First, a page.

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American cities catch their breath after the toxic smoke clears


American cities catch their breath after the toxic smoke clears

Air quality improved in the northeastern United States, Friday, after the smoke from forest fires in Canada gradually cleared.

In New York and Washington, the US Environmental Protection Agency classified the air quality as “moderate.” In the US capital, the sky returned to blue, but as a precaution, the city’s public school children remained in classrooms. In New York, public schools were closed and distance learning was organized.

The NASA scientist, who specializes in air pollution, Ryan Stauffer, said that the air quality improved after the winds changed direction over the Canadian province of Quebec. Where fires burn.

He added that the concentration of fine particles in the air decreased by up to twenty times in Washington, compared to the same time last (Thursday).

A thick haze shrouded the sky and a pungent stench hung over the region for several days as air pollution exceeded that of some of the world’s most polluted cities in South Asia and China.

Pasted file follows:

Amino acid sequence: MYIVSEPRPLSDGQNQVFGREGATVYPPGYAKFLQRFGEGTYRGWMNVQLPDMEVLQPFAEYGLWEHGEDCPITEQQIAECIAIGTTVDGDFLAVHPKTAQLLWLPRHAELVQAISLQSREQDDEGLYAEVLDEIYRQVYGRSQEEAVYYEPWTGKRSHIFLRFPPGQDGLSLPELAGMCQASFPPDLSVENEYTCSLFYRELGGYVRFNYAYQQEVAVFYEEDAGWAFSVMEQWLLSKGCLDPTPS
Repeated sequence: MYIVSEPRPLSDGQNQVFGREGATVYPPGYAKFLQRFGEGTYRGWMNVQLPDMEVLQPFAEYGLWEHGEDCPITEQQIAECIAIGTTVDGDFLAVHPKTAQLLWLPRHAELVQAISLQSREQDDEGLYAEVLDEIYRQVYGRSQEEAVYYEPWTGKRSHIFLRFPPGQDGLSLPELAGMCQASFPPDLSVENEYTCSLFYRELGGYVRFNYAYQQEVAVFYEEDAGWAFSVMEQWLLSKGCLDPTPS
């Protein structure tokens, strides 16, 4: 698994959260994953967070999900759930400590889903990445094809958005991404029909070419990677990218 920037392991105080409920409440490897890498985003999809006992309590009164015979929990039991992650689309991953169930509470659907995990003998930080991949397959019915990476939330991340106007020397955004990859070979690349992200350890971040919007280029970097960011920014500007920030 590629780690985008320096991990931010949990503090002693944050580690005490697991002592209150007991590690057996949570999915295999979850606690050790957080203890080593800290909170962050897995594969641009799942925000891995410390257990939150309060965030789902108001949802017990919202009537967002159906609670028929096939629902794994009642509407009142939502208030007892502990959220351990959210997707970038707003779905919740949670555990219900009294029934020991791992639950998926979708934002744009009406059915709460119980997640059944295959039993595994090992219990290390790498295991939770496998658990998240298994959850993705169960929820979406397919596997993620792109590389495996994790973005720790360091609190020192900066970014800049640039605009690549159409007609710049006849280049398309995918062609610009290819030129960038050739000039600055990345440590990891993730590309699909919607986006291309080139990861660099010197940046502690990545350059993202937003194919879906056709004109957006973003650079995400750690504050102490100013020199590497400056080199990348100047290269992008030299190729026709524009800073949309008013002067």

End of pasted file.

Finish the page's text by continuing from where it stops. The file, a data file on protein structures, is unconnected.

Flights were delayed at many airports due to poor visibility, and people returned to wearing face masks in the streets.

About 140 fires are still burning in Quebec, including nearly 80 that are still out of control, after more than 13,000 people have been evacuated since the beginning of June.

Hundreds of foreign firefighters have arrived in Canada to help put out huge fires, many of which have broken out in remote northern forest areas.

With nearly 900,000 hectares affected, according to official figures, Quebec is experiencing an unprecedented fire season.

For its part, the New York Department of Health and Mental Hygiene said, “Air quality conditions in the city have improved, but are still unhealthy for some people. Air quality is expected to improve over the weekend, but things can change.”

In the same vein, UN Secretary-General António Guterres, environmental organizations, as well as US politicians stressed this week the need to combat climate change, which increases the risk of fires.

The mayors of New York, Montreal, Toronto, Washington, and Philadelphia issued a joint statement on Friday, saying that “this troubling period serves as a stark reminder of the damaging effects of the climate crisis on cities around the world.”

They added that “without significantly reducing fossil fuel use in order to at least halve our emissions by 2030, we could potentially be doomed to live like this weeks into the future.”

More than 111 million people in the United States received air quality warnings Thursday due to the fires. In addition, wildfire smoke from Canada was detected thousands of miles away in Norway.